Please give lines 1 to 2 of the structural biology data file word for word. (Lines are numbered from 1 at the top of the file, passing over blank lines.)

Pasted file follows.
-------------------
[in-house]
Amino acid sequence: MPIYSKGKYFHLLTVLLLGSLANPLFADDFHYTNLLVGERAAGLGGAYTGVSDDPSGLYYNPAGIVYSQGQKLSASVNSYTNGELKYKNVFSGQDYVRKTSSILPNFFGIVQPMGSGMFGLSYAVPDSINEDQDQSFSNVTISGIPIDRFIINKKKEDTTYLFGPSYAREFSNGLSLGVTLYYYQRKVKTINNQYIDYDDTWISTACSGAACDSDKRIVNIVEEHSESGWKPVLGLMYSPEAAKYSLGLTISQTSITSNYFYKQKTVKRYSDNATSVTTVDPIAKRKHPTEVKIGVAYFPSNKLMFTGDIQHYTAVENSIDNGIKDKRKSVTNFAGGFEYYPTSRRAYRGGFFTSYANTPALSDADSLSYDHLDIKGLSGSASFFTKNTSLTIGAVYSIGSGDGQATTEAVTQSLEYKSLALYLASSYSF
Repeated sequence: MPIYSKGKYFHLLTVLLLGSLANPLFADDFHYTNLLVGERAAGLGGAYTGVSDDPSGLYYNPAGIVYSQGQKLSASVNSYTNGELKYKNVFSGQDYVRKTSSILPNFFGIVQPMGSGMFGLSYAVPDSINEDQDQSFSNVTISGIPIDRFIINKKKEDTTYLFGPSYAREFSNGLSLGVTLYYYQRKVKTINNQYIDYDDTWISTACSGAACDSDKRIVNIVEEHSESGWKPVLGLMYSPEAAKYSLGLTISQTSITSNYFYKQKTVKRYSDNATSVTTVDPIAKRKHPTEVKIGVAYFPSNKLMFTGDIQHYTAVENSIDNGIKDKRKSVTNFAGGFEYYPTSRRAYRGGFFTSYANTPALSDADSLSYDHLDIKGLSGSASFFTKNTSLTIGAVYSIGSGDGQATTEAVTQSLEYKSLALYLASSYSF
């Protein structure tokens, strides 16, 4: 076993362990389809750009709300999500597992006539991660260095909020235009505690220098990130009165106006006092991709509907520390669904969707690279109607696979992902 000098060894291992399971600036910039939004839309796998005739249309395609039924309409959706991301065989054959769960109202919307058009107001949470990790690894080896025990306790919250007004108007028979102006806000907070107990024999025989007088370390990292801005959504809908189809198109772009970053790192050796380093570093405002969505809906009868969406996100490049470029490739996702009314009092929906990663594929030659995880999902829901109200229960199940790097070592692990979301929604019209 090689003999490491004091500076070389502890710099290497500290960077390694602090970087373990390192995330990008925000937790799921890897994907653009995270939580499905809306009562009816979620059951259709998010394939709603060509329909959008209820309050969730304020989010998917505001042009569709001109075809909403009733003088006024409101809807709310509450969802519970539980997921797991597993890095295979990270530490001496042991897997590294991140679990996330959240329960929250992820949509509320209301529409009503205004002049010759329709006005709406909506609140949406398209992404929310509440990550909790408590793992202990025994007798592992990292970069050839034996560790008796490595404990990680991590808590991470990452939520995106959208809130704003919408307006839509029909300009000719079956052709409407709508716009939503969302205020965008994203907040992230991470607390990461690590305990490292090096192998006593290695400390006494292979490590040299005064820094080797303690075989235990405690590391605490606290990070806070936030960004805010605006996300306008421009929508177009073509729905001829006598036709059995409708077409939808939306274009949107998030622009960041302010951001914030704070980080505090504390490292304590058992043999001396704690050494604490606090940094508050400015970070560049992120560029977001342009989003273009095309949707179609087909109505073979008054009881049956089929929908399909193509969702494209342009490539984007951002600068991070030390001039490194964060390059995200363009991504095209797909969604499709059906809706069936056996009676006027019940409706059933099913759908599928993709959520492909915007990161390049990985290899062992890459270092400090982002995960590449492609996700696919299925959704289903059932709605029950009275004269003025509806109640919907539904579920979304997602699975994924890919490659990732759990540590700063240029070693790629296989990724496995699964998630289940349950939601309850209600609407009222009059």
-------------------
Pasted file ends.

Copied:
[in-house]
Amino acid sequence: MPIYSKGKYFHLLTVLLLGSLANPLFADDFHYTNLLVGERAAGLGGAYTGVSDDPSGLYYNPAGIVYSQGQKLSASVNSYTNGELKYKNVFSGQDYVRKTSSILPNFFGIVQPMGSGMFGLSYAVPDSINEDQDQSFSNVTISGIPIDRFIINKKKEDTTYLFGPSYAREFSNGLSLGVTLYYYQRKVKTINNQYIDYDDTWISTACSGAACDSDKRIVNIVEEHSESGWKPVLGLMYSPEAAKYSLGLTISQTSITSNYFYKQKTVKRYSDNATSVTTVDPIAKRKHPTEVKIGVAYFPSNKLMFTGDIQHYTAVENSIDNGIKDKRKSVTNFAGGFEYYPTSRRAYRGGFFTSYANTPALSDADSLSYDHLDIKGLSGSASFFTKNTSLTIGAVYSIGSGDGQATTEAVTQSLEYKSLALYLASSYSF